Securing your APEX application with ApexSec

I’m just about finished with the ApexNinja blogging platform (v2) that I plan on releasing together with all the sources somewhere next week. Fortunately I met up with security experts Tim and Nathan from Recx (http://www.recx.co.uk/) during the UKOUG APEX SIG Meeting in London, where I did a presentation on APEX Printing Techniques (http://www.ukoug.org/events/5642-apex-sig-meeting/). And these guys, being really friendly and awesome, offered to use their APEX security analysis tool to check out my blog platform, before I release it on the wild and cause all its potential users some serious harm.

Long story short, after they sent me the security report, I realized there are some security best practices for developing APEX applications that I haven’t really followed and generated some vulnerabilities in my applications. And also understood why a tool like ApexSec is a must-have for every APEX development team, no matter how experienced it (thinks it) is.

First of all, you can find all the details about the ApexSec Security Console here: https://secure.recx.co.uk/apexsec/index.jsp. Although this is not a free application, Recx does offer free analysis by uploading the sources of your APEX app to Recx’s online interface here: https://secure.recx.co.uk/apexsec/upload.jsp. You will get back an HTML report together with an XML project, that you can upload and drill down more easily in the security report, by downloading the free version of the Apex Security Console, here: https://secure.recx.co.uk/apexsec/download.jsp?code=free. For paid subscriptions, you don’t need to submit your precious apps to Recx, instead the tool can connect directly to your database and generate the security reports from there.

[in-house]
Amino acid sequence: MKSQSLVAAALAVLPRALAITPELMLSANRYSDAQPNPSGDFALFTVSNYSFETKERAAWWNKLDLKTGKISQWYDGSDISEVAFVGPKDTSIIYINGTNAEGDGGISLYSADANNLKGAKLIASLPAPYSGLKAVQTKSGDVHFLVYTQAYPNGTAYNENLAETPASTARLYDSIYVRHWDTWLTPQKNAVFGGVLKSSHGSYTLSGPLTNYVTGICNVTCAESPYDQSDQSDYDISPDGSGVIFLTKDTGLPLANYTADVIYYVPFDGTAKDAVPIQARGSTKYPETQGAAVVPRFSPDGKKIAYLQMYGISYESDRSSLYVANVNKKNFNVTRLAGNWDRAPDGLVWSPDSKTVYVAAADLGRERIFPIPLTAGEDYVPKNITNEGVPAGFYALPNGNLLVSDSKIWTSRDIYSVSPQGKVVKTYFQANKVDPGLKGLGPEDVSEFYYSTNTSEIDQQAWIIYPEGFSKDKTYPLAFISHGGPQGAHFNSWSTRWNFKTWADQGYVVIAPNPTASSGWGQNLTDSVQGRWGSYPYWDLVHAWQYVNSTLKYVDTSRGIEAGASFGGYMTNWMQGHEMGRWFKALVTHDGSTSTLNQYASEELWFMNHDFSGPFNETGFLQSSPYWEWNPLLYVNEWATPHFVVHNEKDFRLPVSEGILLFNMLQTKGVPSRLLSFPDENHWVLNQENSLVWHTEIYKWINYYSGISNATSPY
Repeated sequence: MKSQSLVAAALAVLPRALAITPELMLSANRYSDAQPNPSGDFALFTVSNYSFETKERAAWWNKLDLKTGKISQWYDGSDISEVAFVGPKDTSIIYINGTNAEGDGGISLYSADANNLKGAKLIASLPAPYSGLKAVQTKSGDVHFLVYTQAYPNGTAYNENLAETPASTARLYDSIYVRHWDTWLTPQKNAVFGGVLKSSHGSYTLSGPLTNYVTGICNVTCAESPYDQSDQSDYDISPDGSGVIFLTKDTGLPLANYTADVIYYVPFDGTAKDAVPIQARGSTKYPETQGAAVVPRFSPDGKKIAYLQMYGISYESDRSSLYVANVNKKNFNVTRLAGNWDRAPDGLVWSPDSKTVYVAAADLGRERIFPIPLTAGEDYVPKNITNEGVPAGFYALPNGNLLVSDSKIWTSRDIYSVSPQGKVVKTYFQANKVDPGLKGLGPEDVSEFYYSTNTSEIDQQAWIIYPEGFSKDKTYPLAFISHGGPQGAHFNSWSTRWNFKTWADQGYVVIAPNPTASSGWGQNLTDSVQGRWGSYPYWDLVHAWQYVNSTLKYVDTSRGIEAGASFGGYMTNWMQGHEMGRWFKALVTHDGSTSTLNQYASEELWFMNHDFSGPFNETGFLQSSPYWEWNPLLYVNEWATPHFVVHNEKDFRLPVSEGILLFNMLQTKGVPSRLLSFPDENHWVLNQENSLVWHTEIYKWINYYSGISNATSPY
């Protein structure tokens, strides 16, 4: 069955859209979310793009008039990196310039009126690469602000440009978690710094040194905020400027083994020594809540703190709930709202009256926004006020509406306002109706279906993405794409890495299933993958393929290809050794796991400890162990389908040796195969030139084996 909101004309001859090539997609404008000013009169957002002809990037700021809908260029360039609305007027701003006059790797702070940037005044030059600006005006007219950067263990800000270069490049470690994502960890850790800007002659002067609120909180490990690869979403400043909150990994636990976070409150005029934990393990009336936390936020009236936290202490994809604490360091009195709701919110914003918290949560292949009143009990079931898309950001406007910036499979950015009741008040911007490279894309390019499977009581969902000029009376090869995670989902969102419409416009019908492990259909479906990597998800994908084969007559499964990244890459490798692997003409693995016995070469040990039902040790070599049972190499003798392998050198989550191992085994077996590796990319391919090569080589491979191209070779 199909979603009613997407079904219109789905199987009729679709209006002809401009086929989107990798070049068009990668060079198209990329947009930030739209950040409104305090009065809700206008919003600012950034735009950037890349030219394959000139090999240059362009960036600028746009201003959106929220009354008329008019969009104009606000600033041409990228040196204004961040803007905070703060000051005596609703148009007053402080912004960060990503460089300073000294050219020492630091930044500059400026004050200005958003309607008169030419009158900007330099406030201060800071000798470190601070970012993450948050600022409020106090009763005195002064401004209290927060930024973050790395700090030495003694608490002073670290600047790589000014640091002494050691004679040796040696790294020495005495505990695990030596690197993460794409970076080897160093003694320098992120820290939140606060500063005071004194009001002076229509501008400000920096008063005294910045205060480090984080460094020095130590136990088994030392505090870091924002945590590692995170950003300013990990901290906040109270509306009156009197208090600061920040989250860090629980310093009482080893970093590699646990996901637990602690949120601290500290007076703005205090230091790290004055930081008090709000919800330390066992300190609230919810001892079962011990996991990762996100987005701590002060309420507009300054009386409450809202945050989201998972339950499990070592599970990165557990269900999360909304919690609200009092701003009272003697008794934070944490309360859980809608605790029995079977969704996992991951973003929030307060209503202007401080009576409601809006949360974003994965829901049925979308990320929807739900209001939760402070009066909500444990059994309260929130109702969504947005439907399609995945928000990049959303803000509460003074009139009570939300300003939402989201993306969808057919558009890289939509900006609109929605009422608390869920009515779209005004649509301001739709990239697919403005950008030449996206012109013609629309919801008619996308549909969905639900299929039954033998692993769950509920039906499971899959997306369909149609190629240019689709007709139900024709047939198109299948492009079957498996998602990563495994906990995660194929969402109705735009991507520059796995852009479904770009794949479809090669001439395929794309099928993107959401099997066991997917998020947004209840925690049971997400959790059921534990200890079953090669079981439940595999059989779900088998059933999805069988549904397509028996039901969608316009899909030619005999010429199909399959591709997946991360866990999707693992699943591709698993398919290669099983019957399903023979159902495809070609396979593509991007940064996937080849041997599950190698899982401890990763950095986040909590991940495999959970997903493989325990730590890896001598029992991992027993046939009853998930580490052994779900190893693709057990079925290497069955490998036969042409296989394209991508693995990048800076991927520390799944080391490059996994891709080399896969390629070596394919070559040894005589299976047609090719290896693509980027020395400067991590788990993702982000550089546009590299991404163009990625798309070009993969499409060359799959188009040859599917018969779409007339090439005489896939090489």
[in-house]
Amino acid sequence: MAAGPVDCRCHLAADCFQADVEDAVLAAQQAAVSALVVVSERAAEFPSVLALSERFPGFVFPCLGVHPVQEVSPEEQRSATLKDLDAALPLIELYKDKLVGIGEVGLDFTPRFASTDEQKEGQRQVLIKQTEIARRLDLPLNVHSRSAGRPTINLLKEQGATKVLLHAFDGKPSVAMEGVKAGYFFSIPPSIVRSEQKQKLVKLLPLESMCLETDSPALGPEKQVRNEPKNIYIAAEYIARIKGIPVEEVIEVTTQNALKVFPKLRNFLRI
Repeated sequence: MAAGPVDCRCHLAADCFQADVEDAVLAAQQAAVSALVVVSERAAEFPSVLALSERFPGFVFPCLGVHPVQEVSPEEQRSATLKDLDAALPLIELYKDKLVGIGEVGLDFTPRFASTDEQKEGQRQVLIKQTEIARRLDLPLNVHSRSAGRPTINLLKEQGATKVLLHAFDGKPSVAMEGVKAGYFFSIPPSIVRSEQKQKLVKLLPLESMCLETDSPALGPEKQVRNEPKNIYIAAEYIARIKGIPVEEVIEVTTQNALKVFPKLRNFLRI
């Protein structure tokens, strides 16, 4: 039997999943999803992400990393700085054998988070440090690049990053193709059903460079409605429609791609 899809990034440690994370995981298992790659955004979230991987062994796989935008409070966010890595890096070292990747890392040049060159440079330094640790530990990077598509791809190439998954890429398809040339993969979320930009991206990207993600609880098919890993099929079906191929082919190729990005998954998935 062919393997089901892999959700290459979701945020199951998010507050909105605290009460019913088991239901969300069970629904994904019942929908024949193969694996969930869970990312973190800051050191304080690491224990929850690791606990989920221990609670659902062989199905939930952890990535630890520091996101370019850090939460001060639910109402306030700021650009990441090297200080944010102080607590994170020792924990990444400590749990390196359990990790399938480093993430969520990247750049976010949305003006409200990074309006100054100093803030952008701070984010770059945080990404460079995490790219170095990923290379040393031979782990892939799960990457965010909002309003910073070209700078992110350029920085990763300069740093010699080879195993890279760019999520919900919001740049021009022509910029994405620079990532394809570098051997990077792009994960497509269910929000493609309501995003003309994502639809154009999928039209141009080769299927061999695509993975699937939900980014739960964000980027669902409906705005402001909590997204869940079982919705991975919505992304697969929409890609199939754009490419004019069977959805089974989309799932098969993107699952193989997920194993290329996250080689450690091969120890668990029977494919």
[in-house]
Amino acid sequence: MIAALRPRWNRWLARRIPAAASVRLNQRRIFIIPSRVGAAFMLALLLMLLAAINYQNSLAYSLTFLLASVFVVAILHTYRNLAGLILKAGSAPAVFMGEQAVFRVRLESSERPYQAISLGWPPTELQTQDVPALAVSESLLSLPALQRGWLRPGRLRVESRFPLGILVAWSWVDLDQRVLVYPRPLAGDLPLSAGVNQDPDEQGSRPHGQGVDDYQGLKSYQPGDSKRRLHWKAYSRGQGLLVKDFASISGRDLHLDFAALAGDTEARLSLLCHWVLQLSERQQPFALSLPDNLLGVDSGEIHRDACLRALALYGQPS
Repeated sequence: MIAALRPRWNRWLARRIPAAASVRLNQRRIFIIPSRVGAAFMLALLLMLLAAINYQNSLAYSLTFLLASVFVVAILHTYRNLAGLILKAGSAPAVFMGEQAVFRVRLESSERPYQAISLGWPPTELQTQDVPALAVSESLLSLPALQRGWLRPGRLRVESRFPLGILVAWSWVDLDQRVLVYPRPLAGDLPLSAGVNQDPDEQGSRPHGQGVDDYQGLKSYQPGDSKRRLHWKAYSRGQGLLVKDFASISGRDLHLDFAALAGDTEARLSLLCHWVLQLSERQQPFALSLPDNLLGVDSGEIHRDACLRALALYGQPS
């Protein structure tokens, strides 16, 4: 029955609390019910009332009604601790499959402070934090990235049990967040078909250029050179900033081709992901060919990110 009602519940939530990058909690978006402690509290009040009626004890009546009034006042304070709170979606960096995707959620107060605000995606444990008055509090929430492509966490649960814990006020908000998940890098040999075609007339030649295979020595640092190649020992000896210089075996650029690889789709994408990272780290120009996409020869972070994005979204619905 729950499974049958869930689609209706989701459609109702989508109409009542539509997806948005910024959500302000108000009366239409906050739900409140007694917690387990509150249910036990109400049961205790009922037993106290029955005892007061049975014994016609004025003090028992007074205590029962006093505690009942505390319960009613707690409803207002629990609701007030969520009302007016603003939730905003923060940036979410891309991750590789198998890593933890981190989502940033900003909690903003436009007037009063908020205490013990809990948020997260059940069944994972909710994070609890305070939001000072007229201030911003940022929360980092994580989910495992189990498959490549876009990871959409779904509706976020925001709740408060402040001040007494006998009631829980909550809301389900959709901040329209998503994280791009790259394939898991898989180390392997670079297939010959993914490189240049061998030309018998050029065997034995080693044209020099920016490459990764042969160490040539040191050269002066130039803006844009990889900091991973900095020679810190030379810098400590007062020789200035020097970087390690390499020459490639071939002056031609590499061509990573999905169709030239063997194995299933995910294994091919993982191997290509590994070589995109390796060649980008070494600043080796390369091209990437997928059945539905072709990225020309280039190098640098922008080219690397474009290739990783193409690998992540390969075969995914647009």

Just to give you an idea on how the application looks like, here’s a screenshot:

What security issues I found and had to fix:

1. Direct APEX URL

In the blog admin interface I work with images a lot by opening popup windows for quick uploading and management. A typical way to do this is in a Report, by having a link column set as Standard Report display type:

select

‘JavaScript:newPopup(”./f?p=ADMIN:image_info:’||:APP_SESSION||’::NO::P262_IMAGE_ID:’||IMAGE_ID||”’)’ IMG_POPUP_LINK,

from V_IMAGES

A secure way to create a link column is by using the APEX_UTIL.PREPARE_URL function: http://apex.oracle.com/i/doc/AEAPI/apex_util074.htm